i love reading and trying to write poems. A form of poem writing i find particularly fun is acrostic poems. i’ve even made my own style of it where the first letters of each line and first letters of the last word of each line spell out something. This is an example of such an acrostic i wrote- ‘The Eternal Wait‘ and here’s the traditional acrostic form- ‘Bird and Birda‘ (this was written together with a friend on a train journey). I went on to make a 3D sculpture of such a poem- a 3D acrostic if you may, that follows the above 2D rule, but also reads a phrase as you go around the four phases of the cuboid. Please refer to my ‘Kshann Rachna‘ piece for more information.
There have been some very nice projects done around using machine learning algorithms for poetry generation. In particular, a lot of these works use Long Short Term Memory (LSTMs), a kind of neural network to generate poems. It is done by training the LSTM on a collection of poems and then the network is able to produce new poems. I was particularly interested in generating acrostics. I began by hacking a popular recurrent neural network repository (char-rnn) to take a word or phrase as input and generate an acrostic with that.
Here’s a couple of examples of computer generated acrostics from that-
Happy New Year
HERE into life expand their gifts,
And mournfully cease, that lead, divine,
Pride of the liven presses of Christinage,
Pour the blush’d painters was eternal bloom,
Yet vow’d delightand pass his fate of day,
No sharp foremosop in strife,that lift wise,
Even to dividing ills to balm?
What sorrow, there, thy hand whom blaze each snowy shore.
Yet thro’ again of heather with mountains forth,
Enamoured, all turn, tears was die,
And all thee did you visit hear,
Rage, he were giving on his head of injuring sigh.
poetry is fun
pour no our day so dealer hills,
once him he wisdom
enath a thrush of leaping thench,
the blushing I lives, in green monarch’s light;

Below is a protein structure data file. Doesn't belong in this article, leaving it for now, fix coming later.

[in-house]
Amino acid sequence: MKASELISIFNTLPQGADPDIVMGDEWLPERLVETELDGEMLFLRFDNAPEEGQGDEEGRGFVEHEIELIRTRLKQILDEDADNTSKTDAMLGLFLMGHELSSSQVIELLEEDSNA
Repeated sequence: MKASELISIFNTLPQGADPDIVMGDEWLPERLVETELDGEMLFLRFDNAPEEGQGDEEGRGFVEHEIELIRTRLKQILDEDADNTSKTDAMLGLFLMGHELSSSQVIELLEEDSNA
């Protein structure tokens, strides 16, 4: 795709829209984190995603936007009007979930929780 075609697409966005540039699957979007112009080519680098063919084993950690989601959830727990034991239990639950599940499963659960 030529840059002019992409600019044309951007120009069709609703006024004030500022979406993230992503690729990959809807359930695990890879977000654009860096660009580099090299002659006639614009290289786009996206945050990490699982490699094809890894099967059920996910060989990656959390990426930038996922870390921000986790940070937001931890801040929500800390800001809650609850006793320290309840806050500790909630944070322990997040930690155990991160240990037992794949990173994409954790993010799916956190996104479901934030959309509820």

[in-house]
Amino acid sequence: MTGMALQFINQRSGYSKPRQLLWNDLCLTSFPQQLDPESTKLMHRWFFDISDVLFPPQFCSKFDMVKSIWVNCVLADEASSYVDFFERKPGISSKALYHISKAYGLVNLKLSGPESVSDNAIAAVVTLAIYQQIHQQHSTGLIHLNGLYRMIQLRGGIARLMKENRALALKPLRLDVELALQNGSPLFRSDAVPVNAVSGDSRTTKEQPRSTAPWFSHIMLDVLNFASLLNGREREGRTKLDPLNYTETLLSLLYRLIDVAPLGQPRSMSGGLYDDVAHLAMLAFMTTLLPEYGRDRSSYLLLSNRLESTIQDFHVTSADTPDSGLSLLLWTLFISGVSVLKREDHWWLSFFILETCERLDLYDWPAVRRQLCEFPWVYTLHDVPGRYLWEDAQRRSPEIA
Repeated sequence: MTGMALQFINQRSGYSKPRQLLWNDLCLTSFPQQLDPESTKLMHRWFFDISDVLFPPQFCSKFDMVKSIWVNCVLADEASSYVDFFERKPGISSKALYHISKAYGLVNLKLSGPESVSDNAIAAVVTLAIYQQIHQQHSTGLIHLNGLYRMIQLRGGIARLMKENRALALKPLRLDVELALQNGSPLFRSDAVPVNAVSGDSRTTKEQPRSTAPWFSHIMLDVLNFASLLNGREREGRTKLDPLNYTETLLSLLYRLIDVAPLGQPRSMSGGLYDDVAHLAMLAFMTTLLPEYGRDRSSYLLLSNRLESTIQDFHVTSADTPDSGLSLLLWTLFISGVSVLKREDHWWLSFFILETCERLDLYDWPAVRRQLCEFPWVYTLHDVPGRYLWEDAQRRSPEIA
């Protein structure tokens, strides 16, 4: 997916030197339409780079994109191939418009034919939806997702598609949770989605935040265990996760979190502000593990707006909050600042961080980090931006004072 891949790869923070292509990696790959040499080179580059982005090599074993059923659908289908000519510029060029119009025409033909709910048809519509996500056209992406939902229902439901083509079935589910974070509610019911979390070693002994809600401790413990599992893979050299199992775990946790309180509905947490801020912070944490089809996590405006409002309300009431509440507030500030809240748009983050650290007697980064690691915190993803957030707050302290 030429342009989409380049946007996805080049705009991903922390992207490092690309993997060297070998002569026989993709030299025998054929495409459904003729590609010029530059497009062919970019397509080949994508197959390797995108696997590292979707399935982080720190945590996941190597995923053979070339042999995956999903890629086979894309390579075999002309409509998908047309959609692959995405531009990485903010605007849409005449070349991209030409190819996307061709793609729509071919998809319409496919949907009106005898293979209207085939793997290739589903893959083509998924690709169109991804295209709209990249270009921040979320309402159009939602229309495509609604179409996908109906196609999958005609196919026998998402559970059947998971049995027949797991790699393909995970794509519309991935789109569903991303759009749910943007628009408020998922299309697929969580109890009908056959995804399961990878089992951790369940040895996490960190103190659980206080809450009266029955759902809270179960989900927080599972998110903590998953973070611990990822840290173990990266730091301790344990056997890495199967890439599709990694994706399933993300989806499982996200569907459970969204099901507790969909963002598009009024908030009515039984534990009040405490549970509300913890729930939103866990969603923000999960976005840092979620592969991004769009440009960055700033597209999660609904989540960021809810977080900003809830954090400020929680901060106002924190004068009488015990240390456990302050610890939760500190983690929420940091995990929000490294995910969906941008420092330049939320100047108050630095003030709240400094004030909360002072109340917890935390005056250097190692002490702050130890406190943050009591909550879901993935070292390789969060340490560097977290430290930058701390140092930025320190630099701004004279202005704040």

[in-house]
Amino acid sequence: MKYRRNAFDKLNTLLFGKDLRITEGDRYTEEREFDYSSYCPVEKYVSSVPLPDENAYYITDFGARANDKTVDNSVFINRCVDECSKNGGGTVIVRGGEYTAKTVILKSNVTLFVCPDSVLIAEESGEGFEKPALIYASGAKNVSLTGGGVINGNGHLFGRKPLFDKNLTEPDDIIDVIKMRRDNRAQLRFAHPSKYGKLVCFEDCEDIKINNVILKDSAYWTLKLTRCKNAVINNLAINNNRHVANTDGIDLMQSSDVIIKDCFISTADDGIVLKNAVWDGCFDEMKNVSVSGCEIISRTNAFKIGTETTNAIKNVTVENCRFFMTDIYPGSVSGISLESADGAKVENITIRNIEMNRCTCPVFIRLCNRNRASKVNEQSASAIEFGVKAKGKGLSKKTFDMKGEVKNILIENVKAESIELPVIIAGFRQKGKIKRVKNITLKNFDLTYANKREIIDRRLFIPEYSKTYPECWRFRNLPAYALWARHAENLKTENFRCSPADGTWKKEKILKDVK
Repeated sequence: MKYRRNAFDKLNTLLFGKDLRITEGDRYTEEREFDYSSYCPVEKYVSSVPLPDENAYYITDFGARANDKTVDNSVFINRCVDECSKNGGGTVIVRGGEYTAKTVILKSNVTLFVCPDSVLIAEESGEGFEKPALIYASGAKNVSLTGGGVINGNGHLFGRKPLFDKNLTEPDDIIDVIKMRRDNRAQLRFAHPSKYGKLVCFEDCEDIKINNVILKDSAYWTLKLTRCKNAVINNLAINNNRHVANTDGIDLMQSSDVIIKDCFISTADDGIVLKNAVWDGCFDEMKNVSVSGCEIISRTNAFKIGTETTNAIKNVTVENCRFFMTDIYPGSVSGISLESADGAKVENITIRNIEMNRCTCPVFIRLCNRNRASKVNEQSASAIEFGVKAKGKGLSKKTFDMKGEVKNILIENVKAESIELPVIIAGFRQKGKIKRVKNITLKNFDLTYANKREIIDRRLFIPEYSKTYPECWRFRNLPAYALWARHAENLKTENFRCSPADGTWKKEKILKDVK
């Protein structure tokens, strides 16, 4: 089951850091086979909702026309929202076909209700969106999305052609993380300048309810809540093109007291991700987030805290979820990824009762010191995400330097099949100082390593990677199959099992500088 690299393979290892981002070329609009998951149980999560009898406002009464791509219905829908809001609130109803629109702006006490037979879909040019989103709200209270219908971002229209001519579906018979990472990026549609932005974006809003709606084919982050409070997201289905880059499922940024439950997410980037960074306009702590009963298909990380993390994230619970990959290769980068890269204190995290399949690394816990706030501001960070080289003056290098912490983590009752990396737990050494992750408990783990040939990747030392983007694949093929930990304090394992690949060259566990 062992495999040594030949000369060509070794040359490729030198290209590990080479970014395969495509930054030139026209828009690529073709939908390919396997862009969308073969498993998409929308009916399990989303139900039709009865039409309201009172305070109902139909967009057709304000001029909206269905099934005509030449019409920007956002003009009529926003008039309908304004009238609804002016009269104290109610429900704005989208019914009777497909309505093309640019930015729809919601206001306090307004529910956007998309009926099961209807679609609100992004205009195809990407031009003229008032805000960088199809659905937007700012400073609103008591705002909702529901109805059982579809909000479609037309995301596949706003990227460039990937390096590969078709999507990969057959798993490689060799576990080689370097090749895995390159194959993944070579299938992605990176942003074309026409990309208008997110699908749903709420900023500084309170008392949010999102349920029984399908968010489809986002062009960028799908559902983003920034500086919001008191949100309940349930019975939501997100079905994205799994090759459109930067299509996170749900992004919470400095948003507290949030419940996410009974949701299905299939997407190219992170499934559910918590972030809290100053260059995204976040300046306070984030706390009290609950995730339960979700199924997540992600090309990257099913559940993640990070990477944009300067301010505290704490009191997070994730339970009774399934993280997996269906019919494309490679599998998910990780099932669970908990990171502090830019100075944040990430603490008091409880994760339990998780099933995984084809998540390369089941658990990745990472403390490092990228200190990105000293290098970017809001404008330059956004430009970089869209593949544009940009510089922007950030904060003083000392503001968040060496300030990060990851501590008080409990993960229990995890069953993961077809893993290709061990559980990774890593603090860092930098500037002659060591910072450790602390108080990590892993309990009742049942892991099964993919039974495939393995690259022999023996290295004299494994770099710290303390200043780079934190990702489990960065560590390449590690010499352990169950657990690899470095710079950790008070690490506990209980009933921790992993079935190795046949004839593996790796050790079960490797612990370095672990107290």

riseit shall scarce before it finds to heal.
yes have his name we say not in those all of macry.”
in fires where the suffering bances! shaken free the Morning stines.
said the hand, reared, and seeing to this bed
from the heavens that whirled it takes
unstills a brittle vale, we see his hand,
nor the burns that flown affections blest.
I thought these were pretty fun outputs. One aspect lacking definitely was the acrostic word or phrase had no actual influence on what the poem was about, apart from forming the first letters. One way i began to tackle that was using word embeddings. The overall idea was to use the word or phrase and try and find similar words to that using a word embedding. I used the ConceptNet5 API for that. Once i got a list of words close to the given word or phrase, i searched words among it starting with a letter matching with the input phrase or word (which forms the acrostic). Then these matching words became the first word of the corresponding line in the acrostic. If no matching word is found, then the letter itself is used. I also hooked it up with an image recognition network using Tensorflow to take an image as input- classify it- take the classification word and run the above process on it.
Here’s an output of an acrostic poem generated with an input image:
I’m currently running this as a local web app to upload images and generate poems. Will look to make it public soon. Another thought is to classify images into emotion(s) and use a word embedding on the emotion to get more poetic feel. Haven’t found a good emotion classifying image dataset yet. Anyone?
Also, the current dataset of poems used for training the LSTM is just a random scraping off the web for poems. Looking to collect better datasets. Anyone got some hints for places to look at?